Tech Talk | WRITTEN BY AARON TRIMBLE | June 2019
Troubleshooting is an art-form that has somewhat fallen out of vogue in the last decade or two. Just speak to any old-time technician from back in the day. As your vision gets hazy and starts to distort from the beginning of the flashback, the veteran tech will regale you with tales of a day when Directechs, AllData, the Metra FitGuide, Crutchfield and all the other wiring/fitment guides didn’t exist. You actually had to know things. You had to have a foundation of knowledge, not only a rote memorization of common wiring colors in vehicles if you worked in an install bay but also the ability to decipher a problem without the use of YouTube — trying times to be sure. Now, we’re not made of stone here at DD Audio. Heck, we have a YouTube page of our very own that has dozens of great videos with useful information for the enthusiast and career installer alike. However, we also recognize that over half of our inbound tech calls could be alleviated by applying a basic understanding of electronics coupled with a very simple process, the scope of which will be outlined below.
- Identify the problem
- Test the location of the symptom(s) for a solution
- Check obvious things first, then get more complicated
- Test upstream
1. Identify the problem. Perhaps you’ve just installed a new set of speakers and an amp in your new car using the factory radio. You get the car put back together and go to take a listen and notice there is no sound after you turn the car on. What could be wrong? By following the rules we outlined above, the first step is to determine what the problem is. There’s no sound. Easy enough, right? This can be a bit more complicated in other situations, maybe the problem only occurs when the volume on the radio is below a certain level, or perhaps only the front speakers play when the radio is on Bluetooth. Whatever the case may be we want to identify exactly how to replicate the problem so we know how to proceed with troubleshooting.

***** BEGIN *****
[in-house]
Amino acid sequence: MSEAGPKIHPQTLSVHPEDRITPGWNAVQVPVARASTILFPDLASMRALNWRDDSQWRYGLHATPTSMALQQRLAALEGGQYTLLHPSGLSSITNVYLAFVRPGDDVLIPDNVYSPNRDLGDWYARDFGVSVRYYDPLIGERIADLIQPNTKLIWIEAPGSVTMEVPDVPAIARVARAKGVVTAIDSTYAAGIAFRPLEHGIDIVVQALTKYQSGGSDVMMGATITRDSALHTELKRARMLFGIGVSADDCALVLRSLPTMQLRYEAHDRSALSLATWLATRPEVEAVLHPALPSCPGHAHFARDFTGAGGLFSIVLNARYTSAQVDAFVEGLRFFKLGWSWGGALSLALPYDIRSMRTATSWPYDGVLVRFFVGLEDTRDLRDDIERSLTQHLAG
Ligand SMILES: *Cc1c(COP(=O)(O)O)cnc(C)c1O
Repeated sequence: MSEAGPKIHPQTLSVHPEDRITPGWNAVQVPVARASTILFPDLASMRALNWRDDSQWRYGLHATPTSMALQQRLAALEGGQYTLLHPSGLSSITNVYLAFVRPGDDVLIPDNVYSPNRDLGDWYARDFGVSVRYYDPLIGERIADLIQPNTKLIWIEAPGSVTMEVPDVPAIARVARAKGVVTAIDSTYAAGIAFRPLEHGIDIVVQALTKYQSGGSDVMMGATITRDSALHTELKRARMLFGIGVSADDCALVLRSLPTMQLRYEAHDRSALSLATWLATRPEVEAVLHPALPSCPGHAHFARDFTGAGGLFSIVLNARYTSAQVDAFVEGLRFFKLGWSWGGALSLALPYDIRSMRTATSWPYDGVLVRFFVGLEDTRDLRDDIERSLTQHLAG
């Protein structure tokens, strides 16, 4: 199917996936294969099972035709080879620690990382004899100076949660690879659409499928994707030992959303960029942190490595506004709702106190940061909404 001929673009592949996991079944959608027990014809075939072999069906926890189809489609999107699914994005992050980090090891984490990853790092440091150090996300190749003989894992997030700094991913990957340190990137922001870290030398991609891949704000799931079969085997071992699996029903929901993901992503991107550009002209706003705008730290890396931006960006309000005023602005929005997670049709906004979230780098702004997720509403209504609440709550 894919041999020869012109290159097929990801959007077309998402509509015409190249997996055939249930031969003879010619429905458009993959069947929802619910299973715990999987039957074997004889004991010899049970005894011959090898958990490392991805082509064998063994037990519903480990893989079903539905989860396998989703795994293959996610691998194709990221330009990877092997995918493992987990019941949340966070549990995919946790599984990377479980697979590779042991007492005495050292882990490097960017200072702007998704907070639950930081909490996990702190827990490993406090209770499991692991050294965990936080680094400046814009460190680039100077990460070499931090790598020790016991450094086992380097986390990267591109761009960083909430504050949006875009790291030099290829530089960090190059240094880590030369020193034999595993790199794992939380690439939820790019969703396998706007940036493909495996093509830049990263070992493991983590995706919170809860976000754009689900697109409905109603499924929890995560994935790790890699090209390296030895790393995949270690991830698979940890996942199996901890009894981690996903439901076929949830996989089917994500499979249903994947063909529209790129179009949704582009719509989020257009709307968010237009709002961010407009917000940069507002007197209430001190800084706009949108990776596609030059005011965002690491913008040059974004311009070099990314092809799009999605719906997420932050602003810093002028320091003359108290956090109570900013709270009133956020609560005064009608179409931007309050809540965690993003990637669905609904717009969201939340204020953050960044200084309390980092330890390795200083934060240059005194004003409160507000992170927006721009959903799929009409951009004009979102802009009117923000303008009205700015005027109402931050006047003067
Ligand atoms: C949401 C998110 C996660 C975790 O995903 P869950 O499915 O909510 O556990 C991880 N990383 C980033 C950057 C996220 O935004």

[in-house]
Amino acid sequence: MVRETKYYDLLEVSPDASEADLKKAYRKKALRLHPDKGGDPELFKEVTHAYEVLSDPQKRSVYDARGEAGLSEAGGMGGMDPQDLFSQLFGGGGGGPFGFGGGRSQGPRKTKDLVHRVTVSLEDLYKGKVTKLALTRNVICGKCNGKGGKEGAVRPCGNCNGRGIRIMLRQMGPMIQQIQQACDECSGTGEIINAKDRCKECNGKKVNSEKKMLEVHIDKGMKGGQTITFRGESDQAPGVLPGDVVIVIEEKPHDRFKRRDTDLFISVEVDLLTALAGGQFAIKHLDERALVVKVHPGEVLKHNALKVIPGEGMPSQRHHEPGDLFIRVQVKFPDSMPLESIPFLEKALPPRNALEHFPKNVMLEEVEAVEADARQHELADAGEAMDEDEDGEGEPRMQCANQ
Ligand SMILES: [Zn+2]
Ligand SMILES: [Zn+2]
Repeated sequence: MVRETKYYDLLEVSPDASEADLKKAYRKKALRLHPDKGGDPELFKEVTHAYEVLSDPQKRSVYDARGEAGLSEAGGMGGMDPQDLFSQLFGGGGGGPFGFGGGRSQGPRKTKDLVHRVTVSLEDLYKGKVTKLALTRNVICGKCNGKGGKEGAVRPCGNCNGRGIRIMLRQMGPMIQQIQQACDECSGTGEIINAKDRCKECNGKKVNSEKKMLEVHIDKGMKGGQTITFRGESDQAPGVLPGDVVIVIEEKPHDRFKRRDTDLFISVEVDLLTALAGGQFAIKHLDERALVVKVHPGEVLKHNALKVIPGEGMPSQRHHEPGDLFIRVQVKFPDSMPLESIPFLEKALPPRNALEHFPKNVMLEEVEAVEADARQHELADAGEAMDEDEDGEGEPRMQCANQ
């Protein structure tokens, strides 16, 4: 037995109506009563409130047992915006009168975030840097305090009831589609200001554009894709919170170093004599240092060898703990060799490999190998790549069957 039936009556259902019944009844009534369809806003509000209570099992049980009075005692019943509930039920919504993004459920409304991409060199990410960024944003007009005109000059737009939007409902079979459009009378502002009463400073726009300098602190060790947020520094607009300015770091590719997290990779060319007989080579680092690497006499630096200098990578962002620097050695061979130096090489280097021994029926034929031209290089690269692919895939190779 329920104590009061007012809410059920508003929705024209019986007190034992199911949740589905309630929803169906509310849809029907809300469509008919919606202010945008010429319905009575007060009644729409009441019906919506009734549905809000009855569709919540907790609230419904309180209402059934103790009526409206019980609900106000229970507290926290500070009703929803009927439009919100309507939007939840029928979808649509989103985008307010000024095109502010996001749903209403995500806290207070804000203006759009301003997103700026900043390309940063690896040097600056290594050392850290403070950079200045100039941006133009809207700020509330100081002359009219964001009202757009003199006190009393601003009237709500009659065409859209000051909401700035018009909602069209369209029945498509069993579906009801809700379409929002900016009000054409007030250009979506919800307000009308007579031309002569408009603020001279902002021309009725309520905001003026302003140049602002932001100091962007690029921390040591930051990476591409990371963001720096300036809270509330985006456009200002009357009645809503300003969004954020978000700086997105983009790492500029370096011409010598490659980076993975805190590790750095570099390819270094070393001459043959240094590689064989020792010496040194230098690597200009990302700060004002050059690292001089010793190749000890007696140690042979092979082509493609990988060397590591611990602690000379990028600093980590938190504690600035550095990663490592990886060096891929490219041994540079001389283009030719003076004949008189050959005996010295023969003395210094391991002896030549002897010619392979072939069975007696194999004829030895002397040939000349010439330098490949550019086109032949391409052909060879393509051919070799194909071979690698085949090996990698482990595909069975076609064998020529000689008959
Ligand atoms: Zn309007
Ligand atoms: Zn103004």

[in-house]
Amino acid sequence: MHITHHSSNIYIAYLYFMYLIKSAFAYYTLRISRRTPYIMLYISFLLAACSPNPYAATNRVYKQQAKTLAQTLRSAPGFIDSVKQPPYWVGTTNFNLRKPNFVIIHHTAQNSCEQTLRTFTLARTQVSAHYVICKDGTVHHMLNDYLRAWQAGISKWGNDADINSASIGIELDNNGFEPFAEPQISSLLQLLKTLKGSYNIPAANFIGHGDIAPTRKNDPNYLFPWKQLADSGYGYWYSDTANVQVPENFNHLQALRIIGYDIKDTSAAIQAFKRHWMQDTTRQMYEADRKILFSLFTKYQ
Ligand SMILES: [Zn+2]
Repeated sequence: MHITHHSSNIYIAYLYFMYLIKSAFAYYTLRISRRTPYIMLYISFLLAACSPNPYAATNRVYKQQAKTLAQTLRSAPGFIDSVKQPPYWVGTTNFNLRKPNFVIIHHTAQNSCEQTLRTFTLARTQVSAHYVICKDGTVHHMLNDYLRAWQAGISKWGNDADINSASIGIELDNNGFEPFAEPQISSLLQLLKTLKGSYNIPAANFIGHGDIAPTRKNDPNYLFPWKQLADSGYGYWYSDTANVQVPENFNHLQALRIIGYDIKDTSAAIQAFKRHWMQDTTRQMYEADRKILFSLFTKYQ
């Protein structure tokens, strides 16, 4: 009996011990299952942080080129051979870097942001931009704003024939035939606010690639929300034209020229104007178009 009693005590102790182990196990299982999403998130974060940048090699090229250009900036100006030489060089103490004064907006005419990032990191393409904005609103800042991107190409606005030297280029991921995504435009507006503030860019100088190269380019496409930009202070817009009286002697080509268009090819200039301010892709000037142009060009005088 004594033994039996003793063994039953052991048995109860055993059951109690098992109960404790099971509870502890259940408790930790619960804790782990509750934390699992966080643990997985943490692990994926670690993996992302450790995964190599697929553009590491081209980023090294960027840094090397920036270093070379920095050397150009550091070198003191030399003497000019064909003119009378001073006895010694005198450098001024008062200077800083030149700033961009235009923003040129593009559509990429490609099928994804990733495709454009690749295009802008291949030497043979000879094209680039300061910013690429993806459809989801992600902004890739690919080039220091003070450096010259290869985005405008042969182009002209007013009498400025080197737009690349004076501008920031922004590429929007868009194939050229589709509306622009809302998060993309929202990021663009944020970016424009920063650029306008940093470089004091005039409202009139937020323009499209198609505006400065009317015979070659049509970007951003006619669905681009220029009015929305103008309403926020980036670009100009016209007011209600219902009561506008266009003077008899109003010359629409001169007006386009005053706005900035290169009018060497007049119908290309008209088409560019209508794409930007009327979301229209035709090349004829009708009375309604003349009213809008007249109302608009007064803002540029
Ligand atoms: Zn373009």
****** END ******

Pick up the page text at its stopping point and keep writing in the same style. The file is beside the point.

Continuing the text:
So, in our example, there is no sound no matter what we do. We just added new speakers and a new amp, the radio is the same factory one that was in the vehicle before we changed anything, and it sounded just fine.
2. Test the location of the symptom(s) for a solution. We have 1 of 3 places that could cause the problem, the speakers, the amp, or the signal converter that we used to create an RCA signal from the speaker outputs of the factory radio. The easiest place to look is on the output side of the amp, where the speaker wires connect.
3. Check obvious things first, then get more complicated. By unhooking the speaker wires from the amp we can connect another speaker, that we know works, to the amp and see if we get sound. Testing in between the speaker and the amp tells us 2 things with 1 move. If the test speaker plays, we know there’s an issue with the installed speakers or the speaker wires. If the test speaker does not play, then we know that the amp is either not working correctly or something that affects the amp’s performance is not working correctly. Wouldn’t you know it, the test speaker doesn’t make any volume either.
4. Test upstream. This means we can move up the audio chain and repeat steps 3 & 4 until the issue is resolved. We know the speakers aren’t causing our problem, the next part of the audio chain is the amplifier. The first thing to check here is that the amp is powered on and that the amp is not in protect. It’s important to verify that the fuse on the power wire to the amp is still working and that the ground wire is still secure to the body of the vehicle. If the fuse coming from the battery is bad or the ground is loose or is making poor contact with the body, we need to remedy that. If both power and ground are installed correctly and the amp is on, we need to look at the signal coming into the amp. Testing the signal at the RCA’s going into the amp can be done with a variety of tools. You can use a portable powered speaker, an RTA with an analog input, or most simply, a tone track played through the radio and a multimeter or oscilloscope. Everyone should have a multimeter, so we’ll test using that.